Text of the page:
When it comes to buying a fishing rod, all of the choices that are available can make the process seem quite confusing. These fishing rod selection tips will make the process much easier and less confusing. The bottom line is that just walking into your local tackle shop or super center, and grabbing the first fishing rod you see is never a good idea. Take a little time, follow these fishing rod selection tips, and enjoy the process. After all, a fishing rod that you're happy with can be your best friend, but if you end up with a fishing rod that you don't care for it can be your worst enemy.
Weight - I'm not referring to the weight of the fisherman, but the weight of the rod. Fishing rods are manufactured in four basic weights; ultra light action, light action, medium action, medium heavy action, and heavy action. This information can be found printed on the rod itself. This is where you should have different fishing rods for different types of fish. You need to know what type of fish that you're attempting to catch. Here are some general rules as it relates to the action of your fishing rod: Ultra Light & Light action fishing rods - trout, smallmouth bass, pan fish. Medium & Medium Heavy action fishing rods - Walleye, Small Pike and Musky, Catfish, and light trolling. Heavy Action - Large Catfish, Large Carp, Trolling, Pike & Musky. The bottom line is that the weight of your fishing rod should correlate to what you're fishing for.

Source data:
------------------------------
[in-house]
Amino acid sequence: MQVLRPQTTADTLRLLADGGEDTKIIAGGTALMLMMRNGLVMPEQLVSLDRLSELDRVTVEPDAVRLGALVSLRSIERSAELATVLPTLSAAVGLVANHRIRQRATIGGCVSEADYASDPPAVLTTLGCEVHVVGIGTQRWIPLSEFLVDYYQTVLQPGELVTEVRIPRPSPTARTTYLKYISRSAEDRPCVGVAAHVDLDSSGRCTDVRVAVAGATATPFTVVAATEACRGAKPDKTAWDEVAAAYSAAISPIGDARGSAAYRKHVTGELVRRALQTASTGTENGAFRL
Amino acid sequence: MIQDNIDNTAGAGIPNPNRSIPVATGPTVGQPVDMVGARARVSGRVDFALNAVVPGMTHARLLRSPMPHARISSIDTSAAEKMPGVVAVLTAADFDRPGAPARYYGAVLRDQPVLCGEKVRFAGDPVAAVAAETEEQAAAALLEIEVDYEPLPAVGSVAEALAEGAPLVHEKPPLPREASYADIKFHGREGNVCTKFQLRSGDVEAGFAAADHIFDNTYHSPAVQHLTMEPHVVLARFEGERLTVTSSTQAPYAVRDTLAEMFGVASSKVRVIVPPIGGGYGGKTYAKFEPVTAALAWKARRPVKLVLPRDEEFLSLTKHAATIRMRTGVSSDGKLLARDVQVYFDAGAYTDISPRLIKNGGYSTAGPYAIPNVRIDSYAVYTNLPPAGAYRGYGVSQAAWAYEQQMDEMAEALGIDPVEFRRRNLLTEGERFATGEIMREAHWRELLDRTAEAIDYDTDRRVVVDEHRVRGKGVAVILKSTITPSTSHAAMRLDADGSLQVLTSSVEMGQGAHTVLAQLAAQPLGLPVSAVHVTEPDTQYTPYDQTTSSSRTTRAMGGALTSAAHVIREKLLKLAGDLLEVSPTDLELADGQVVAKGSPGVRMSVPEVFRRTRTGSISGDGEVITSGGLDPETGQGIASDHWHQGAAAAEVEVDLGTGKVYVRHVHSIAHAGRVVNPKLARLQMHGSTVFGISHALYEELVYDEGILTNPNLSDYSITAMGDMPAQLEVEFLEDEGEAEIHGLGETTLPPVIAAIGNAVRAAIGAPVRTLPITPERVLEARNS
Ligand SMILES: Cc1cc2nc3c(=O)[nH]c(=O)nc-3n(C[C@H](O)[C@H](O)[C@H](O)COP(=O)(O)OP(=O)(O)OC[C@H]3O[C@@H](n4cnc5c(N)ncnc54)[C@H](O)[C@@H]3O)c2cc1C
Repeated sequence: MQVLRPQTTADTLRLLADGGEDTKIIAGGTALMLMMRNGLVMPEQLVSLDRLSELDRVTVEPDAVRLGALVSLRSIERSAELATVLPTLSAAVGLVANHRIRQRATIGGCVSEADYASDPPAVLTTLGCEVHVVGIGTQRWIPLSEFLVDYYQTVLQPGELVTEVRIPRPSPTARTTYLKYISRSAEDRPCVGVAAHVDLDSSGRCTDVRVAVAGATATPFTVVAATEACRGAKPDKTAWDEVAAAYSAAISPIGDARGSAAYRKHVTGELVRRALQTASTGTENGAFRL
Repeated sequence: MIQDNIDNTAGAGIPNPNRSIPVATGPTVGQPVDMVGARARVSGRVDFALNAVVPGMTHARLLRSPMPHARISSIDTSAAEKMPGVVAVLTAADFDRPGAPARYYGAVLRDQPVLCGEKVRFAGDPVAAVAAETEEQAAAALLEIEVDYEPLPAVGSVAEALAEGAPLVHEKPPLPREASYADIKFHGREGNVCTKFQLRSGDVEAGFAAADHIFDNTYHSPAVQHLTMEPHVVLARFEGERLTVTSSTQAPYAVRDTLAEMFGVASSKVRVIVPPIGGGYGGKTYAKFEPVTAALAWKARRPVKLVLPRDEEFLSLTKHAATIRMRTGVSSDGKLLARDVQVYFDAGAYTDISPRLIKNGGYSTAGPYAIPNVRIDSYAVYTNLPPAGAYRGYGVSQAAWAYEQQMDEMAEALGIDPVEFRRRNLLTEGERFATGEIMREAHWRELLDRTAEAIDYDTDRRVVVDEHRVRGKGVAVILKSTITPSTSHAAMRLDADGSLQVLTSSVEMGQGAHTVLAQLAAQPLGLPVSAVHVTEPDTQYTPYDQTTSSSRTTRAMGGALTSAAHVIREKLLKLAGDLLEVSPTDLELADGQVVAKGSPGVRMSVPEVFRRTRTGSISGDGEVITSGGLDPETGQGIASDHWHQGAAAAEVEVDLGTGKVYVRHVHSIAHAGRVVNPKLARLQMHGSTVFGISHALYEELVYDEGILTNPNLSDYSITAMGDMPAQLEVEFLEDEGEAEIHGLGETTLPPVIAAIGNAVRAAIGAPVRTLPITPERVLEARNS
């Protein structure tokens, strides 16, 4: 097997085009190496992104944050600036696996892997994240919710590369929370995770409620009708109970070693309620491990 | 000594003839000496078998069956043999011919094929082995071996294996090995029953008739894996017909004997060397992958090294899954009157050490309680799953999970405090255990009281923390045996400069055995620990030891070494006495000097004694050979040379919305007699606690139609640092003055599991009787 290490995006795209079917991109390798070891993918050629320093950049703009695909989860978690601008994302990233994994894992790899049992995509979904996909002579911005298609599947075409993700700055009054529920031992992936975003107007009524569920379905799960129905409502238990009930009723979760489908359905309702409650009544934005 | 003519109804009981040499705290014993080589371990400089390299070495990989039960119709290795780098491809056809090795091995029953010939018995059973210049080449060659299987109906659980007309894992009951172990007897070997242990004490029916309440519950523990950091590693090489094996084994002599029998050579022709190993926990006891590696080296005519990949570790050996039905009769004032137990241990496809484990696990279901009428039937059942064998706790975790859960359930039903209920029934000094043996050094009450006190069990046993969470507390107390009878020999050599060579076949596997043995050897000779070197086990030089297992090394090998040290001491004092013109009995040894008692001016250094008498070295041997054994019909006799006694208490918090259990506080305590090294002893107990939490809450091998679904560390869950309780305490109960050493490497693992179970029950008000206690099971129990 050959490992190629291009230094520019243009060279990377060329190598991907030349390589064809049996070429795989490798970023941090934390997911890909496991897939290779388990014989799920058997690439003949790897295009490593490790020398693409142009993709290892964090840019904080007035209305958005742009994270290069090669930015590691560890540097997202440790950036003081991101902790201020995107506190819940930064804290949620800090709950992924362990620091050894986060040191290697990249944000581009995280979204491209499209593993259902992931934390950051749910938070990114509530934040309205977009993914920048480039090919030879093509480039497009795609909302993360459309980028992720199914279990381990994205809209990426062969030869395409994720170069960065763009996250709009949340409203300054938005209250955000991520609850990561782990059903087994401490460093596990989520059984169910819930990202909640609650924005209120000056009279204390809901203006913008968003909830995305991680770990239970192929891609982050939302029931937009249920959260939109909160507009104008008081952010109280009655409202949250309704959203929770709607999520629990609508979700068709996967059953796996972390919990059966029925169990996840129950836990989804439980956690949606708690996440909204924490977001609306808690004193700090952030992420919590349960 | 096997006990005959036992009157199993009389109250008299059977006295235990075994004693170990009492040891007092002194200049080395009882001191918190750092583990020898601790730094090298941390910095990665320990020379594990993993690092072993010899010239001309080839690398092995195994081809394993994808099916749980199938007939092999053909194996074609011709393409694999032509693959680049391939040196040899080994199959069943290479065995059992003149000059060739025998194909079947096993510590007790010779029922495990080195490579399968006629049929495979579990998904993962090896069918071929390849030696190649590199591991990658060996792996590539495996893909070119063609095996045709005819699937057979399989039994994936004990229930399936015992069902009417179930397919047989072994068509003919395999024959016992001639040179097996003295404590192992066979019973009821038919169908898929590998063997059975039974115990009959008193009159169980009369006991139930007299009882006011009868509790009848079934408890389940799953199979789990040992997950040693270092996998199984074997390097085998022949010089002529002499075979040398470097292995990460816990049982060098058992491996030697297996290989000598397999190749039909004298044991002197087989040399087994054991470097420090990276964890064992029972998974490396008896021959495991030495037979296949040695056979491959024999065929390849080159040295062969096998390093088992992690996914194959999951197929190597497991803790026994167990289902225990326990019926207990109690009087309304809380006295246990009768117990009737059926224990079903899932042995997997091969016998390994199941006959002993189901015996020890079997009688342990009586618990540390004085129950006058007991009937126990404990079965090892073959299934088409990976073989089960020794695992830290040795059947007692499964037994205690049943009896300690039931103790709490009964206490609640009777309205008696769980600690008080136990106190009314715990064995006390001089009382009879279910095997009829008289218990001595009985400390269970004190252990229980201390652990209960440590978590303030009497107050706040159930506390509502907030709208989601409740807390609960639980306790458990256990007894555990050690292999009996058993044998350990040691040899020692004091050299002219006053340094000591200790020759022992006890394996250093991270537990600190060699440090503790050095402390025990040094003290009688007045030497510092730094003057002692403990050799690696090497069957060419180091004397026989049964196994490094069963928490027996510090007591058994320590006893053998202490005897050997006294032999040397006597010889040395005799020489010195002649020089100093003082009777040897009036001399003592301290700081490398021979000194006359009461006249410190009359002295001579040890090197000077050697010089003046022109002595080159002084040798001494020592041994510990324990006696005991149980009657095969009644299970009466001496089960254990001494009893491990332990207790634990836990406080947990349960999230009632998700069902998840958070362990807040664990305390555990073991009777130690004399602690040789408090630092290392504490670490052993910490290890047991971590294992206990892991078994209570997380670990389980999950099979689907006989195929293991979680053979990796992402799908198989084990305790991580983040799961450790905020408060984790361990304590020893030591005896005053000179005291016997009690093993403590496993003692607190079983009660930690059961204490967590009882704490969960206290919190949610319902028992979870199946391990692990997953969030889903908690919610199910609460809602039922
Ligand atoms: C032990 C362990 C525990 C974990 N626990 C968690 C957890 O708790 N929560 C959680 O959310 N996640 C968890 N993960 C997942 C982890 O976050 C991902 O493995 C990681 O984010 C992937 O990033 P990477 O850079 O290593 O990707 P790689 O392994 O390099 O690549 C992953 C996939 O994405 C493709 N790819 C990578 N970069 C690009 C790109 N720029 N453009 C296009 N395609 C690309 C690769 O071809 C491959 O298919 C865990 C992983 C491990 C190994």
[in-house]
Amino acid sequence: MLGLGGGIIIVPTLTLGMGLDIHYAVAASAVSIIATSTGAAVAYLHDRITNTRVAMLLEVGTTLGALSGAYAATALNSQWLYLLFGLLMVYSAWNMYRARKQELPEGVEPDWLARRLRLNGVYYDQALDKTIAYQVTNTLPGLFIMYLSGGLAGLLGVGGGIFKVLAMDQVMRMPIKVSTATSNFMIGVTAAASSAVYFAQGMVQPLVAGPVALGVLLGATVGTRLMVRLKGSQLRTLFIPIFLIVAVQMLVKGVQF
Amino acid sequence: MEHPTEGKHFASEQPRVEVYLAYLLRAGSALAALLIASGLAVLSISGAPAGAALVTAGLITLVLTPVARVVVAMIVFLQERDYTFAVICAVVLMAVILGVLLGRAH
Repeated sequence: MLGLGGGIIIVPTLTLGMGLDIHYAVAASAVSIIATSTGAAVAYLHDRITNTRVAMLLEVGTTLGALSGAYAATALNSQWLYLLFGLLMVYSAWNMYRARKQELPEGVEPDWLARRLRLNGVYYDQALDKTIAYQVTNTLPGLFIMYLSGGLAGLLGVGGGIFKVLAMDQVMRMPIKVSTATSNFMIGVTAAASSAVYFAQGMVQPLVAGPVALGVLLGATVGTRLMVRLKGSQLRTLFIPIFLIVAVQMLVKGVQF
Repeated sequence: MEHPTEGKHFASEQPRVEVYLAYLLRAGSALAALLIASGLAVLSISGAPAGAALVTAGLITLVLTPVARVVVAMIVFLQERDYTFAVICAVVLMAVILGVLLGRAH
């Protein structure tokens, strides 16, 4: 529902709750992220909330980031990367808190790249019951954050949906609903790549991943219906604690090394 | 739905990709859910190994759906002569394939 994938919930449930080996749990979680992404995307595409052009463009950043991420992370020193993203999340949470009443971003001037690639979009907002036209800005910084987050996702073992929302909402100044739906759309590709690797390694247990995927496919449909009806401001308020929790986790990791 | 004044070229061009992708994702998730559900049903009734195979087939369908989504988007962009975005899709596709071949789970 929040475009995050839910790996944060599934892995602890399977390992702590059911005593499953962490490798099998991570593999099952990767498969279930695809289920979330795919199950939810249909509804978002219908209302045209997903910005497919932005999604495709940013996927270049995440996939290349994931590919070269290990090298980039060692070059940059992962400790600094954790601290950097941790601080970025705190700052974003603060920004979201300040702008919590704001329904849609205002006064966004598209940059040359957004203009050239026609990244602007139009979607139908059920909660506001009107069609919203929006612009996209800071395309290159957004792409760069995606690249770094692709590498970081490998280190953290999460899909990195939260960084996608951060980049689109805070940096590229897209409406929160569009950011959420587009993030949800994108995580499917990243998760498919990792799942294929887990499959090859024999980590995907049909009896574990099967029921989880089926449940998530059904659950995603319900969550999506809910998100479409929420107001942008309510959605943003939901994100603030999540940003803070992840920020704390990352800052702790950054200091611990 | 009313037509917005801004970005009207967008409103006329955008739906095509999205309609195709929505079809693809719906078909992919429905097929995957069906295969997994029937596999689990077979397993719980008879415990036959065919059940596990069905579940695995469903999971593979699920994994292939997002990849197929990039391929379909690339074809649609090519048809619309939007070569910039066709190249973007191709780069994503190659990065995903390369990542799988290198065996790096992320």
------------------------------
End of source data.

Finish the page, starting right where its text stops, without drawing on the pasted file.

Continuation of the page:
Length - The longer that your fishing rod is, the more pressure it puts on the fish during the fight. In river and stream situations, when the water is running high, a longer rod is usually much easier to fish with than a shorter fishing rod. As a matter of fact I have two ultra light fishing rods for trout fishing in rivers and streams. A five foot rod for normal water conditions, and a six foot six inch fishing rod for when the water is high due to run-off and rain. Once you decide on a model of rod that that you prefer, it's a good idea to have two different lengths for varying water conditions.
Price - Many anglers don't realize that you don't have to break the bank to purchase a good fishing rod. As a matter of fact, I personally rarely spend more than $75 for a single fishing rod. As long as you stick with quality manufacturers, a $75 fishing rod is normally a very serviceable rod. As long as you aren't breaking the bank, there is simply no reason not to have a couple of rods available for varying fishing conditions. To be totally honest though, the high end fishing rods are very nice and the 'feel' they provide is amazingly good.
Again, these simple fishing rod selection tips will make the process of picking out a fishing rod much less painful and easy to understand. Once you find a manufacturer that you like, it's always a good idea to stick with them. Then find a series of rods within the manufacturers repertoire that works for you and you're good to go. For example, I've always found Berkley and Cabelas to be a quality manufacturers. Berkley and Cabelas both have a series of fishing rods that are very effective and affordable.
Here's some great rod and reel choices - http://www.jrwfishing.com/fishing_rods_reels.html
JRW Fishing.com ~ Quality products for fishermen from Northwest Montana
432 East Idaho, Suite #C251 Kalispell, MT 59901